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National Qualification Frameworks: developing research perspectives.

Fernie, Scott; Pilcher, Nick


Scott Fernie


Arguments for National Qualification Frameworks (NQF) are compelling. Indeed, such frameworks are now an international phenomenon. Yet, few studies take a critical perspective and challenge the broad assumptions underpinning NQF. Arguments presented in this paper attempt to open a debate within the higher education community that draws attention to conflicts and tensions regarding the diffusion and use of NQF. The emphasis of the debate is on the use of the Scottish Credit and Qualification Framework (SCQF) within higher education. The SCQF is used in this paper as an exemplar to explore and highlight these conflicts and tensions. The critique is based on a historical and managerialist view that forms the basis of a number of research propositions regarding the future of NQF. Specifically, four distinct yet interrelated research perspectives requiring future attention are proposed: political; innovation–diffusion; normative; and consistency. Such perspectives are argued to provide a more robust and reliable basis for developing NQF. The paper thus contextualises the SCQF within the recent ‘global tsunami’ of NQF and uses the SCQF as an exemplar to open up a wider debate about NQF.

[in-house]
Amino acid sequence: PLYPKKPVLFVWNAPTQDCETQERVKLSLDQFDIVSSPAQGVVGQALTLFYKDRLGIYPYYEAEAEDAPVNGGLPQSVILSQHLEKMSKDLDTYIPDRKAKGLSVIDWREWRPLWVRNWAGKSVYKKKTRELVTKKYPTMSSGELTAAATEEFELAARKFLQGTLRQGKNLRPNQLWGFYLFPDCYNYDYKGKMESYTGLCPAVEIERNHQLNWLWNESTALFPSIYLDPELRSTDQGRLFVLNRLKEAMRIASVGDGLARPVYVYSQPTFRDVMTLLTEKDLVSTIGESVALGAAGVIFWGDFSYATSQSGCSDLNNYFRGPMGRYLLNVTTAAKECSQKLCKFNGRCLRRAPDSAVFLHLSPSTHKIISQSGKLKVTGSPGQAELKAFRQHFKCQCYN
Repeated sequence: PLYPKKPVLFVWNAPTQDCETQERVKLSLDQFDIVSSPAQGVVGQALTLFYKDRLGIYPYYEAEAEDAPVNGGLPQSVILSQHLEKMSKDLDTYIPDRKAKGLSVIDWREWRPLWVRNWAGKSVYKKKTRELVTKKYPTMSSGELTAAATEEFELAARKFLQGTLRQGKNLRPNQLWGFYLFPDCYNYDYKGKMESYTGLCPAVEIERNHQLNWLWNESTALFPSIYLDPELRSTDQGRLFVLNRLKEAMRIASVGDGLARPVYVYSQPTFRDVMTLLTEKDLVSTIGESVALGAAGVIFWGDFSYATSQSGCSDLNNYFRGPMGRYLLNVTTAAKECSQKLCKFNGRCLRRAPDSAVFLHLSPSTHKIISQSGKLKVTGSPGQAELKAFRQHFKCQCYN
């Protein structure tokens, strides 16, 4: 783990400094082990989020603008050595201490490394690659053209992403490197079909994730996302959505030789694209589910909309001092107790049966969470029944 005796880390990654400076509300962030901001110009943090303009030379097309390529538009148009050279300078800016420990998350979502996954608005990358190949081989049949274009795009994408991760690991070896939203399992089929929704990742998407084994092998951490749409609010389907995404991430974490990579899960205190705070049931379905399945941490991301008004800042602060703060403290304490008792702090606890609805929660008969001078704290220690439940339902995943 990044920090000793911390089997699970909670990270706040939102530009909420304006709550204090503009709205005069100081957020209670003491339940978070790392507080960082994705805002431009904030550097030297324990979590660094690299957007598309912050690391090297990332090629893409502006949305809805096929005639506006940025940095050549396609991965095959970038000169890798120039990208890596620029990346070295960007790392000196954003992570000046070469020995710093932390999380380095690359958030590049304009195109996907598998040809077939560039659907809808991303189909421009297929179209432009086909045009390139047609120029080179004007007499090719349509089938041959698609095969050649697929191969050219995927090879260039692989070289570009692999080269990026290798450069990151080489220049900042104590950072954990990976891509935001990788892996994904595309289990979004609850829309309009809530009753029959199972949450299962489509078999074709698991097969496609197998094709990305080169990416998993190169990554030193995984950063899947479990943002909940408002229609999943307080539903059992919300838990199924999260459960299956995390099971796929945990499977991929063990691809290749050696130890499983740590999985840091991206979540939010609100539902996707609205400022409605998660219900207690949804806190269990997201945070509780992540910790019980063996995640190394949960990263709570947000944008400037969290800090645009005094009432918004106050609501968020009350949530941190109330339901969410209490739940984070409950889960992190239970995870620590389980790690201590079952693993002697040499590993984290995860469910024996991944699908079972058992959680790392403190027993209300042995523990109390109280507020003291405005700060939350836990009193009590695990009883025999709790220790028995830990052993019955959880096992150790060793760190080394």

Fernie, S., & Pilcher, N. (2009). National Qualification Frameworks: developing research perspectives. Quality in Higher Education, 15, 221-232. doi:10.1080/13538320903343099

Journal Article Type Article
Publication Date 2009
Deposit Date Jul 9, 2012
Print ISSN 1353-8322
Electronic ISSN 1470-1081
Publisher Routledge
Peer Reviewed Peer Reviewed
Volume 15
Pages 221-232
Keywords National Qualification Framework; transformation; contextualisation; centralised control; qualifications; conflicts; tensions; research perspectives;
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